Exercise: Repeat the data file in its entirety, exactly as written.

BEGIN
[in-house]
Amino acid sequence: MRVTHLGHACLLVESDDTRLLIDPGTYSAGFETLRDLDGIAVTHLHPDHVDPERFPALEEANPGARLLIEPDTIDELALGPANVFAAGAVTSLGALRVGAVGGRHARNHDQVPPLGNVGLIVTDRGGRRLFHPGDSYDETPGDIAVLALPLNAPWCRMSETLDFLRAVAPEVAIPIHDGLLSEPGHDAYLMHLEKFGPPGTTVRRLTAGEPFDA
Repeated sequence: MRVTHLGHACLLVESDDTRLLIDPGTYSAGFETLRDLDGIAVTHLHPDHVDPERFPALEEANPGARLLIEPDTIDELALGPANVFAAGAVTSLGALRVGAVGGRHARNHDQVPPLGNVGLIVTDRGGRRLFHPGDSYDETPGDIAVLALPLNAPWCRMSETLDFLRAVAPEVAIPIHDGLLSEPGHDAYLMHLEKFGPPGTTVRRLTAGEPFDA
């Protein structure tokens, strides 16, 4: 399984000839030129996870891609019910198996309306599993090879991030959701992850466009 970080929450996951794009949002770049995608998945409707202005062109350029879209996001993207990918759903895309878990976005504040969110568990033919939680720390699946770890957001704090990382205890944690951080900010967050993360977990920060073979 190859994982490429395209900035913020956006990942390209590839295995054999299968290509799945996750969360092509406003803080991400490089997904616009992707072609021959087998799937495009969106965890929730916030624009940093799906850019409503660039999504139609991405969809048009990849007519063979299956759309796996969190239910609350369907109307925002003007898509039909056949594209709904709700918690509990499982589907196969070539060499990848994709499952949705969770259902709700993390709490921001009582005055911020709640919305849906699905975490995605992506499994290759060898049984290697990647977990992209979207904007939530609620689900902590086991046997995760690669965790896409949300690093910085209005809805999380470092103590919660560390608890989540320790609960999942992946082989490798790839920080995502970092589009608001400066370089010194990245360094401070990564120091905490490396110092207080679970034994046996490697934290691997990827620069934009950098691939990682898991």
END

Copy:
[in-house]
Amino acid sequence: MRVTHLGHACLLVESDDTRLLIDPGTYSAGFETLRDLDGIAVTHLHPDHVDPERFPALEEANPGARLLIEPDTIDELALGPANVFAAGAVTSLGALRVGAVGGRHARNHDQVPPLGNVGLIVTDRGGRRLFHPGDSYDETPGDIAVLALPLNAPWCRMSETLDFLRAVAPEVAIPIHDGLLSEPGHDAYLMHLEKFGPPGTTVRRLTAGEPFDA
Repeated sequence: MRVTHLGHACLLVESDDTRLLIDPGTYSAGFETLRDLDGIAVTHLHPDHVDPERFPALEEANPGARLLIEPDTIDELALGPANVFAAGAVTSLGALRVGAVGGRHARNHDQVPPLGNVGLIVTDRGGRRLFHPGDSYDETPGDIAVLALPLNAPWCRMSETLDFLRAVAPEVAIPIHDGLLSEPGHDAYLMHLEKFGPPGTTVRRLTAGEPFDA
């Protein structure tokens, strides 16, 4: 399984000839030129996870891609019910198996309306599993090879991030959701992850466009 970080929450996951794009949002770049995608998945409707202005062109350029879209996001993207990918759903895309878990976005504040969110568990033919939680720390699946770890957001704090990382205890944690951080900010967050993360977990920060073979 190859994982490429395209900035913020956006990942390209590839295995054999299968290509799945996750969360092509406003803080991400490089997904616009992707072609021959087998799937495009969106965890929730916030624009940093799906850019409503660039999504139609991405969809048009990849007519063979299956759309796996969190239910609350369907109307925002003007898509039909056949594209709904709700918690509990499982589907196969070539060499990848994709499952949705969770259902709700993390709490921001009582005055911020709640919305849906699905975490995605992506499994290759060898049984290697990647977990992209979207904007939530609620689900902590086991046997995760690669965790896409949300690093910085209005809805999380470092103590919660560390608890989540320790609960999942992946082989490798790839920080995502970092589009608001400066370089010194990245360094401070990564120091905490490396110092207080679970034994046996490697934290691997990827620069934009950098691939990682898991």